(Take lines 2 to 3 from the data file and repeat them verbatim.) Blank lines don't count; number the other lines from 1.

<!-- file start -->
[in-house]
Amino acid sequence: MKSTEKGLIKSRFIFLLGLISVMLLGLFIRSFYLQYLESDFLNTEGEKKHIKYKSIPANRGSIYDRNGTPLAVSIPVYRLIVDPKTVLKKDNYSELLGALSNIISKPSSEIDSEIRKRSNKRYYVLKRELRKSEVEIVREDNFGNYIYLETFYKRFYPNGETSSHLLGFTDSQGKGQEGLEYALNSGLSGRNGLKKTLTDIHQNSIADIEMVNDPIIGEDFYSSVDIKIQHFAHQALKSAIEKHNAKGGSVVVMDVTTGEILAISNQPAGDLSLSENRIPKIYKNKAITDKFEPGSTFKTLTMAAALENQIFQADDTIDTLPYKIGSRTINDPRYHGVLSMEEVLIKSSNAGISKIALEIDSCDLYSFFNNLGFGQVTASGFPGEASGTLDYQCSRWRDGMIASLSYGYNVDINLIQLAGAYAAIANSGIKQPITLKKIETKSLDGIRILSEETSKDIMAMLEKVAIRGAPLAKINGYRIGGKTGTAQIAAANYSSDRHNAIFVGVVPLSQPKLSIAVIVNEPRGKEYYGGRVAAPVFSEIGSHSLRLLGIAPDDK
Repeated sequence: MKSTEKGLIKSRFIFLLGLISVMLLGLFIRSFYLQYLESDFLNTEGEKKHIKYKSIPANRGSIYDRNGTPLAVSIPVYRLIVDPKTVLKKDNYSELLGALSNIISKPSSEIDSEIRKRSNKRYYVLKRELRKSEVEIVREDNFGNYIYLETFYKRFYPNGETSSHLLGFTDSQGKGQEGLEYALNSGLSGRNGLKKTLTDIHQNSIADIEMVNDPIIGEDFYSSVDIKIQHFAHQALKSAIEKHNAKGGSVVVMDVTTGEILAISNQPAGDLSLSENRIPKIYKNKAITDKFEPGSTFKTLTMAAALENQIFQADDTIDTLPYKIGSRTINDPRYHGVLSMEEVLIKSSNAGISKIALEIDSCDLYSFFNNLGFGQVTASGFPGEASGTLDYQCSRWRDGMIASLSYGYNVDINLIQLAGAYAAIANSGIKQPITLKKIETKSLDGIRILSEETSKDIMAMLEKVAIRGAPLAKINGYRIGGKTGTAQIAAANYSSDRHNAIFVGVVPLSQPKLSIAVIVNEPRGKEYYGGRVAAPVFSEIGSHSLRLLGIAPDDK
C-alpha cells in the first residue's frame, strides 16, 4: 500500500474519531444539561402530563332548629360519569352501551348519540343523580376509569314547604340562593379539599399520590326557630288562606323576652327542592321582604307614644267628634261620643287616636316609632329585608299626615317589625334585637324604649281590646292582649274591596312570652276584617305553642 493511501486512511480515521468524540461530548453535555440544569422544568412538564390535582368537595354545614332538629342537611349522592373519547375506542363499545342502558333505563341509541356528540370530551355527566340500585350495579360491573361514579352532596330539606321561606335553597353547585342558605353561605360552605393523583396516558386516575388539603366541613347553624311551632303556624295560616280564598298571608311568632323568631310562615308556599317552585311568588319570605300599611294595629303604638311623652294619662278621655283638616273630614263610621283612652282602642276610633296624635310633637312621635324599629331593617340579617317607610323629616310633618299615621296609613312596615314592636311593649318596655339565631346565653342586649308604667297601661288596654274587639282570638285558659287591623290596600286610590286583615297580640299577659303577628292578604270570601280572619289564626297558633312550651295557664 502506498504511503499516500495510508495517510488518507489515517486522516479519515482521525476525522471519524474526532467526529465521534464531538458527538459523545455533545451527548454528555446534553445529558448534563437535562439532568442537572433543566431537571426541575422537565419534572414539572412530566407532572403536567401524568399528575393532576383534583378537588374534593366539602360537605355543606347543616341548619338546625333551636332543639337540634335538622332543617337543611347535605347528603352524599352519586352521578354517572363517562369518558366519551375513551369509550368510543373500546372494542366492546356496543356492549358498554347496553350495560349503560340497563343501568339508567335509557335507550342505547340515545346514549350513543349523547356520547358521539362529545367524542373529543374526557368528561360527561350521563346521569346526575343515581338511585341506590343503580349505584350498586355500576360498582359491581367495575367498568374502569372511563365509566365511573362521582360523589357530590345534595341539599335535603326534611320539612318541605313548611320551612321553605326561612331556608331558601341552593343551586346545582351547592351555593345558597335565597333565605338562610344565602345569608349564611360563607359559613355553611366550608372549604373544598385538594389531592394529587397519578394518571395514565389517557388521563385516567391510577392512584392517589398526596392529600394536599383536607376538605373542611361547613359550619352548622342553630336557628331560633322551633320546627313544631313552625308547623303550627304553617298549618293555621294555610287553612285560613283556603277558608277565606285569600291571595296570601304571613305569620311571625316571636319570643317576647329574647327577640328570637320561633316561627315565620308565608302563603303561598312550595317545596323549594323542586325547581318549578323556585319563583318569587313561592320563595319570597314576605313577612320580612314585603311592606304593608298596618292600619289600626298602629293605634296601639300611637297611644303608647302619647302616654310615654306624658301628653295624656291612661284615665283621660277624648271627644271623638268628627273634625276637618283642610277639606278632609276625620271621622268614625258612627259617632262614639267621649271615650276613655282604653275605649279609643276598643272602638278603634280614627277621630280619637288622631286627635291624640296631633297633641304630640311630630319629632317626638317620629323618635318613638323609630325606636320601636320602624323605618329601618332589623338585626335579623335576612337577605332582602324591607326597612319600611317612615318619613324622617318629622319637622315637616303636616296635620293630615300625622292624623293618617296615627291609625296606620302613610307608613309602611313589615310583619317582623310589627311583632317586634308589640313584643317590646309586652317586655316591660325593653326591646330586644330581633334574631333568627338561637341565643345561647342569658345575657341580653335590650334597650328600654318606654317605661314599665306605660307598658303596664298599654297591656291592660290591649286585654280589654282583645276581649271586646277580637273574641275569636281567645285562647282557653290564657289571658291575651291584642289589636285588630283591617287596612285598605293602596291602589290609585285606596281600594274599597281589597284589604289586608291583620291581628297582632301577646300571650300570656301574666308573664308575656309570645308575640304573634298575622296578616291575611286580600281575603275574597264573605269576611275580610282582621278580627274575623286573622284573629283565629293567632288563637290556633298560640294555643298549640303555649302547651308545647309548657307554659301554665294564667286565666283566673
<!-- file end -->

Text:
Amino acid sequence: MKSTEKGLIKSRFIFLLGLISVMLLGLFIRSFYLQYLESDFLNTEGEKKHIKYKSIPANRGSIYDRNGTPLAVSIPVYRLIVDPKTVLKKDNYSELLGALSNIISKPSSEIDSEIRKRSNKRYYVLKRELRKSEVEIVREDNFGNYIYLETFYKRFYPNGETSSHLLGFTDSQGKGQEGLEYALNSGLSGRNGLKKTLTDIHQNSIADIEMVNDPIIGEDFYSSVDIKIQHFAHQALKSAIEKHNAKGGSVVVMDVTTGEILAISNQPAGDLSLSENRIPKIYKNKAITDKFEPGSTFKTLTMAAALENQIFQADDTIDTLPYKIGSRTINDPRYHGVLSMEEVLIKSSNAGISKIALEIDSCDLYSFFNNLGFGQVTASGFPGEASGTLDYQCSRWRDGMIASLSYGYNVDINLIQLAGAYAAIANSGIKQPITLKKIETKSLDGIRILSEETSKDIMAMLEKVAIRGAPLAKINGYRIGGKTGTAQIAAANYSSDRHNAIFVGVVPLSQPKLSIAVIVNEPRGKEYYGGRVAAPVFSEIGSHSLRLLGIAPDDK
Repeated sequence: MKSTEKGLIKSRFIFLLGLISVMLLGLFIRSFYLQYLESDFLNTEGEKKHIKYKSIPANRGSIYDRNGTPLAVSIPVYRLIVDPKTVLKKDNYSELLGALSNIISKPSSEIDSEIRKRSNKRYYVLKRELRKSEVEIVREDNFGNYIYLETFYKRFYPNGETSSHLLGFTDSQGKGQEGLEYALNSGLSGRNGLKKTLTDIHQNSIADIEMVNDPIIGEDFYSSVDIKIQHFAHQALKSAIEKHNAKGGSVVVMDVTTGEILAISNQPAGDLSLSENRIPKIYKNKAITDKFEPGSTFKTLTMAAALENQIFQADDTIDTLPYKIGSRTINDPRYHGVLSMEEVLIKSSNAGISKIALEIDSCDLYSFFNNLGFGQVTASGFPGEASGTLDYQCSRWRDGMIASLSYGYNVDINLIQLAGAYAAIANSGIKQPITLKKIETKSLDGIRILSEETSKDIMAMLEKVAIRGAPLAKINGYRIGGKTGTAQIAAANYSSDRHNAIFVGVVPLSQPKLSIAVIVNEPRGKEYYGGRVAAPVFSEIGSHSLRLLGIAPDDK